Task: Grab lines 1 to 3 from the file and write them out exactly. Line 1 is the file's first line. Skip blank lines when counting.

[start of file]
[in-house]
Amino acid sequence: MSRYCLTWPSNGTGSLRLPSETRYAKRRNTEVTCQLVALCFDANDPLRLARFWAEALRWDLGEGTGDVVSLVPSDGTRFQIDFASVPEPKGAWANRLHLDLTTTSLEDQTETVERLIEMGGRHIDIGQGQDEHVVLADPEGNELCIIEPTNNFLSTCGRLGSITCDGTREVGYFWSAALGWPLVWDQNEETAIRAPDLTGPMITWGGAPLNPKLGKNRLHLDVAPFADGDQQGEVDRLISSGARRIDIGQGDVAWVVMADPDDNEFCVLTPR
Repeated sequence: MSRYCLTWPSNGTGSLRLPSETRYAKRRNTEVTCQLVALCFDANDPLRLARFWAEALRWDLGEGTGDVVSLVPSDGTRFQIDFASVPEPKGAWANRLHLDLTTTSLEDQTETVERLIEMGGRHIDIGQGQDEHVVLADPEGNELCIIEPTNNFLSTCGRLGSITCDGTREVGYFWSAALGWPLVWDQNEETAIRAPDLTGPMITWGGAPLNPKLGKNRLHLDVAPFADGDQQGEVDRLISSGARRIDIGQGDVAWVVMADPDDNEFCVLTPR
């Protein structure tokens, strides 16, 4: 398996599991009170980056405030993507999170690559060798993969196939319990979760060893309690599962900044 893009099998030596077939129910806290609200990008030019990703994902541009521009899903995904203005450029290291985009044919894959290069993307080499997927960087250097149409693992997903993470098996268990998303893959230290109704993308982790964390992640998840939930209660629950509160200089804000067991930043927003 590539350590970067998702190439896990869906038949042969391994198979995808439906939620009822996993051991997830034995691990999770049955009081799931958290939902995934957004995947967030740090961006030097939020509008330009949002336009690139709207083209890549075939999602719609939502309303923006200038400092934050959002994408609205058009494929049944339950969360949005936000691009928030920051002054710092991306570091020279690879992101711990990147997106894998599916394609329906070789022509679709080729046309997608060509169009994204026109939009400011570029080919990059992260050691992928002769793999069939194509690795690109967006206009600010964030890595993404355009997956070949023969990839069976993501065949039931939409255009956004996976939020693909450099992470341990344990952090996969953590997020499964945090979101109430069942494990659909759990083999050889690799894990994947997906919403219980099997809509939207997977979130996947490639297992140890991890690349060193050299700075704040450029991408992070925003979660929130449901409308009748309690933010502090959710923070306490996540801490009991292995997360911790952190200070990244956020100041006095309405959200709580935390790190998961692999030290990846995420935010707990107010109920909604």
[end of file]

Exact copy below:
[in-house]
Amino acid sequence: MSRYCLTWPSNGTGSLRLPSETRYAKRRNTEVTCQLVALCFDANDPLRLARFWAEALRWDLGEGTGDVVSLVPSDGTRFQIDFASVPEPKGAWANRLHLDLTTTSLEDQTETVERLIEMGGRHIDIGQGQDEHVVLADPEGNELCIIEPTNNFLSTCGRLGSITCDGTREVGYFWSAALGWPLVWDQNEETAIRAPDLTGPMITWGGAPLNPKLGKNRLHLDVAPFADGDQQGEVDRLISSGARRIDIGQGDVAWVVMADPDDNEFCVLTPR
Repeated sequence: MSRYCLTWPSNGTGSLRLPSETRYAKRRNTEVTCQLVALCFDANDPLRLARFWAEALRWDLGEGTGDVVSLVPSDGTRFQIDFASVPEPKGAWANRLHLDLTTTSLEDQTETVERLIEMGGRHIDIGQGQDEHVVLADPEGNELCIIEPTNNFLSTCGRLGSITCDGTREVGYFWSAALGWPLVWDQNEETAIRAPDLTGPMITWGGAPLNPKLGKNRLHLDVAPFADGDQQGEVDRLISSGARRIDIGQGDVAWVVMADPDDNEFCVLTPR